How To Channel Your Grief Over Gianna Bryant And Her Teammate Into Helping Other Girls Play Basketball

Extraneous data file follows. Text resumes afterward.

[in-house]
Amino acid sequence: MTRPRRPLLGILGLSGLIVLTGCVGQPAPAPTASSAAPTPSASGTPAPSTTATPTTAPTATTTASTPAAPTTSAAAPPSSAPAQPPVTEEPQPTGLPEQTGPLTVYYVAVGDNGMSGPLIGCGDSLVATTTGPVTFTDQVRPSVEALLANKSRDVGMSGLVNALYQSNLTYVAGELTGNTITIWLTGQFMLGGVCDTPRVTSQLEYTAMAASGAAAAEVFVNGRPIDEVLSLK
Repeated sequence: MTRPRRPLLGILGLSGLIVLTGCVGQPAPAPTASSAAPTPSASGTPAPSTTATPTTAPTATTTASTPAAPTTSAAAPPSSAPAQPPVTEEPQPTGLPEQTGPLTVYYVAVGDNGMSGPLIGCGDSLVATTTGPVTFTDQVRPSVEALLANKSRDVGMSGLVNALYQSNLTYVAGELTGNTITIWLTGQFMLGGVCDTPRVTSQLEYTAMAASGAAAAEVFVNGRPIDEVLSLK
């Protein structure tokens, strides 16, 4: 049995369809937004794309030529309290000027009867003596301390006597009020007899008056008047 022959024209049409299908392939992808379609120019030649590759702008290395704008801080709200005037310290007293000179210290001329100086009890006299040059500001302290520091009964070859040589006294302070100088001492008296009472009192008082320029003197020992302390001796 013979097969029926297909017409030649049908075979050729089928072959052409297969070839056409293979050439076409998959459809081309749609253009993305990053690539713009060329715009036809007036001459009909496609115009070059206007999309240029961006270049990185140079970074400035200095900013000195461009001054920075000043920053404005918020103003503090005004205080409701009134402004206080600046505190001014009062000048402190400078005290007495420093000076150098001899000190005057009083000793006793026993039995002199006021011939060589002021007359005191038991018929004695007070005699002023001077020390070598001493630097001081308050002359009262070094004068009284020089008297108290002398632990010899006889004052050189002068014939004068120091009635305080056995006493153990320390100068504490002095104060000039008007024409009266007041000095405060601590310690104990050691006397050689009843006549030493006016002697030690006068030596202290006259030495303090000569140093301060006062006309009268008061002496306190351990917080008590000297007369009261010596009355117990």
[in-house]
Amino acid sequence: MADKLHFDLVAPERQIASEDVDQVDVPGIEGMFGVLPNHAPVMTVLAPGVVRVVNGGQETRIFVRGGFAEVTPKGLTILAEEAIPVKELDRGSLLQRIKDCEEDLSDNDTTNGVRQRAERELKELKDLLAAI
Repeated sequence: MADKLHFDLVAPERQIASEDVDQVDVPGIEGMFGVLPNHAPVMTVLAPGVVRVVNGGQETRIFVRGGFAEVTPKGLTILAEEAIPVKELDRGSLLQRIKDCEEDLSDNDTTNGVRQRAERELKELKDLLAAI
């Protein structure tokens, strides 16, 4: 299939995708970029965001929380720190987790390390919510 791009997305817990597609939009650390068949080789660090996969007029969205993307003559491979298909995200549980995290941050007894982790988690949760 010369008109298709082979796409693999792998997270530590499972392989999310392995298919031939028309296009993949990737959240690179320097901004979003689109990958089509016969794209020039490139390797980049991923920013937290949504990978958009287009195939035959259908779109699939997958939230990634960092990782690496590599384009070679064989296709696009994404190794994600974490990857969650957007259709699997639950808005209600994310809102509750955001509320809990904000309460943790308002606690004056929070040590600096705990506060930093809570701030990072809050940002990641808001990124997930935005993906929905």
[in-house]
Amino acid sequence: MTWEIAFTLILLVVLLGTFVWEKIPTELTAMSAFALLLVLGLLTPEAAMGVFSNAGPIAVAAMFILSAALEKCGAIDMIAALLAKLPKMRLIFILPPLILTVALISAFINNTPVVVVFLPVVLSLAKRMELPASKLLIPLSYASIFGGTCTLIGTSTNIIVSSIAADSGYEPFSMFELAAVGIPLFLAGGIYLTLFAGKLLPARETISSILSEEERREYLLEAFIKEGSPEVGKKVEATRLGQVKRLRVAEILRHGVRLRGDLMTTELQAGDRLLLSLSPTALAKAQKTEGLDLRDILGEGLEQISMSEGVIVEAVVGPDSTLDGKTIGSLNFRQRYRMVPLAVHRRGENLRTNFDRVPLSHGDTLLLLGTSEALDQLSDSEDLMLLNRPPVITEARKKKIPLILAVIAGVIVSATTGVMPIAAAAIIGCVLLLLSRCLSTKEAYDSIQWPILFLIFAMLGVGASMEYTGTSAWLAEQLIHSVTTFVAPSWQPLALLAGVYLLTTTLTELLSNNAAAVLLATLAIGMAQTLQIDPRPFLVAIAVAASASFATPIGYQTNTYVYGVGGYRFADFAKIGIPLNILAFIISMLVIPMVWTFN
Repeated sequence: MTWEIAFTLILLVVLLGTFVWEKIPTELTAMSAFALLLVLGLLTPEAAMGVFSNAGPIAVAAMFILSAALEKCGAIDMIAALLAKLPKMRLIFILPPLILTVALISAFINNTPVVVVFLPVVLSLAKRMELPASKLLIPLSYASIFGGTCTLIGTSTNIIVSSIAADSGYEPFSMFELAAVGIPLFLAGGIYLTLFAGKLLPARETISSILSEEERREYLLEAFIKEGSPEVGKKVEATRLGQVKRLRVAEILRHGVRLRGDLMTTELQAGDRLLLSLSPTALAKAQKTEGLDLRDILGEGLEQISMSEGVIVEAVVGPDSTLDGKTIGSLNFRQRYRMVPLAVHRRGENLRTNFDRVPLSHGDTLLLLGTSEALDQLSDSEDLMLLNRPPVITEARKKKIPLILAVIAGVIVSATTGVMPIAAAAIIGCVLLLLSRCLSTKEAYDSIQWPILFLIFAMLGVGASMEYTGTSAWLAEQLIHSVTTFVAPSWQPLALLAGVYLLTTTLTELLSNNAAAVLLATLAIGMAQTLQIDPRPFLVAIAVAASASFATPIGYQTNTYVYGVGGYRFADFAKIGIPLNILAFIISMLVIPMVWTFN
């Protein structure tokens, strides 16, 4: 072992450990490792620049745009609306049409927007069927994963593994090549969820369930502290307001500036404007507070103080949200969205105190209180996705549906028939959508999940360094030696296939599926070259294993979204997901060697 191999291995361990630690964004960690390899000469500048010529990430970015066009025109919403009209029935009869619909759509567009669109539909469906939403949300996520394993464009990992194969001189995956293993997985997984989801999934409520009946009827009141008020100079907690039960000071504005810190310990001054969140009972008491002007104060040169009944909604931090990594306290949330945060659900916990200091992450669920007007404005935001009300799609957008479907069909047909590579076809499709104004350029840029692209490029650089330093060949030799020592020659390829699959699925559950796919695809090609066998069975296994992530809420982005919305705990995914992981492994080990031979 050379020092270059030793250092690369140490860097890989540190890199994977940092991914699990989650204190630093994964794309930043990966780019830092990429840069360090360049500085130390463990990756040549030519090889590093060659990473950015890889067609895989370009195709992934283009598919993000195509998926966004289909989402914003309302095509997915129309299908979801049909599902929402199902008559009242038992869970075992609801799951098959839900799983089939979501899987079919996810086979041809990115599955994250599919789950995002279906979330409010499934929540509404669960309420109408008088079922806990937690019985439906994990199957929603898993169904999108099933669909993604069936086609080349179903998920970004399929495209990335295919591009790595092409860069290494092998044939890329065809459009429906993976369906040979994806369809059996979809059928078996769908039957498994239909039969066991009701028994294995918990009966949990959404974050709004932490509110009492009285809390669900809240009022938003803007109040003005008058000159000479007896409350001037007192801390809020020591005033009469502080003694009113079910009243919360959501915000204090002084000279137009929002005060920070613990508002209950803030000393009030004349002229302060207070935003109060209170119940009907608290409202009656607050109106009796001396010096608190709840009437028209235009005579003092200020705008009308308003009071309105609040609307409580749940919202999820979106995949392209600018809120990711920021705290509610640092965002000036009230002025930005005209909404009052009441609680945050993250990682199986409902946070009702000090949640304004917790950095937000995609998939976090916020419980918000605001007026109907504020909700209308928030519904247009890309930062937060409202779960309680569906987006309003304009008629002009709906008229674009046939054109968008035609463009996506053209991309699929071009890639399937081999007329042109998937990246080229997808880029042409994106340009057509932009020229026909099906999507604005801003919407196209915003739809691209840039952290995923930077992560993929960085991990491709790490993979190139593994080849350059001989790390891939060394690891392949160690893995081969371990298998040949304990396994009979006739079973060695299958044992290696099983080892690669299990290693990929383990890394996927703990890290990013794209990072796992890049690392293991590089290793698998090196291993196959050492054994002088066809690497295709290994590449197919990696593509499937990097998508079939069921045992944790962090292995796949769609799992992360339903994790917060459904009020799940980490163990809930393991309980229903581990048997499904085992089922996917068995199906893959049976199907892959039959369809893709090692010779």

By Heidi Stevens Chicago Tribune WWR Article Summary (tl;dr) Heidi Stevens shares ways we “can invest some of our own life and love into another girl’s potential.” Chicago Tribune Gianna Bryant’s hoop dreams were well and truly documented. Maybe you’ve seen the clip. It’s been in wide circulation since the 13-year-old was killed Sunday morning in a helicopter crash with her dad, NBA legend Kobe Bryant, and seven others. In the clip, Kobe Bryant is on Jimmy Kimmel’s show. Kimmel asks if Gianna wants to play in the WNBA. Her dad says, “She does for sure.” He talks about fans approaching him when he’s out with Gianna and telling him he needs to have a son to carry on his legacy. “She’s like, ‘I got this,’ ” he tells Kimmel. ” ‘Don’t need no boy for that. I got this.’ ” Gianna was determined to play for University of Connecticut before going pro. Google “Gianna Bryant highlights” if you want to see her potential for yourself. Her death is, in every single way, a monumental tragedy. For the hole it leaves in her mother’s heart. For the holes it leaves in her sisters’ hearts. For her young friends who are now grieving, for the fans who revered her who are now mourning, for her dreams that will go unfulfilled. A friend posted on my Facebook page Sunday night, “How about a deserving girls basketball team/club where we can send donations in Gigi’s name?” Gianna’s teammate Alyssa Altobelli and her parents, John and Keri, were also killed in the crash. The families were flying to a basketball tournament in Thousand Oaks, California. Kobe Bryant was their coach. Assistant coach Christina Mauser was also killed in the crash. It’s hard to wrap your head around that much life and love and potential snuffed out in an instant. Honoring all of it, all of them, with an investment in girls basketball strikes me as fitting. I called Bill Curry. He’s the former varsity basketball coach at Westinghouse College Prep in East Garfield Park. He stepped down from Westinghouse in 2017 to ramp up his time and responsibilities at Breakthrough Urban Ministries, where he’s the chief program officer for Breakthrough’s youth network. “Gianna was a big-time player,” Curry said. “I thought Kobe Bryant’s future impact was actually going to be greater, as a dad and a promoter of girls basketball, than his impact as a player.” Curry lives and works on Chicago’s West Side. He said the dearth of opportunities for girls to learn and play basketball really hit him when his daughters got old enough to start playing. (His younger daughter now plays for Westinghouse, where his son also played. His older daughter plays for Olivet Nazarene University.) “Basketball is such an incredible opportunity to learn and grow as a human being,” he said. “We can’t just be responding to those who already love it. We have to be able to market it to people who could benefit from the game.” But if it’s not available at your school or your park district, and you don’t have the funds or resources to travel all over the city, state, and sometimes country, to play in a private club, the sport can feel out of your reach. Breakthrough tries to remedy that. Breakthrough hosts a coed basketball league for elementary age girls at its West Side facility. On Friday nights, the group hosts games for high school age girls to train with local coaches. Breakthrough partners with Full Package Athletics, a suburban-based basketball club, to bring girls from the West Side to play in Amateur Athletic Union games where college scouts and coaches can see what they’re made of. This summer, Curry said, Breakthrough is planning to launch an evening league for high school junior and senior girls to compete against players from nearby women’s collegiate basketball programs, such as St. Xavier, Roosevelt, Robert Morris and Olivet Nazarene. “We want to get the girls playing with some mentors who are a little older, but not as old and stodgy as me,” Curry said. (He’s 47.) Basketball, he said, is a gift. It teaches you how to perform under stress. It teaches you to focus on your individual output even as you work for the good of a team. It reminds you to lift up the people around you. “It’s a blend of ‘I’m trying to be successful and I’m trying to help my team be successful,’ ” he said. “And one without the other doesn’t feel very good.” A big part of Curry’s job is fundraising. Breakthrough hosts a gala every October. He writes a lot of grant applications. He and other Breakthrough staffers attend fundraisers in people’s homes, where they talk about the power of the organization to change lives. He’d love to see people donate to his program in Gianna Bryant’s and Alyssa Altobelli’s names. “We’re available and we’re local and people can see where their dollars are going,” he said. “We’re happy to give tours. Sometimes you just want to show up and be like, ‘I helped do this.'” Girls in the Game is another Chicago organization that empowers girls through sports, including basketball. On the donation page, the group says $10 a month allows a girl to attend sleep-away camp in the summer. A donation of $100 per month for one year pays for after school programming for up to 30 girls. The Chicago Sky, the city’s WNBA team, has a Sky Cares program that promotes STEM and literacy and other educational programs. CPS SCORE (Sports Can Open Roads to Excellence) is a no-cut sports program for fifth through eighth graders at Chicago Public Schools. The group allows donors to designate specific programs they’d like to fund. Nothing will make Sunday’s crash less devastating. But maybe it can be a reminder to look around and see where we can invest some of our own life and love into another girl’s potential. That means something. It could, in fact, mean everything. ___ Join the Heidi Stevens Balancing Act Facebook group, where she continues the conversation around her columns and hosts occasional live chats. ___ (Contact Heidi Stevens at [email protected], or on Twitter: @heidistevens13.) ___ Distributed by Tribune Content Agency, LLC.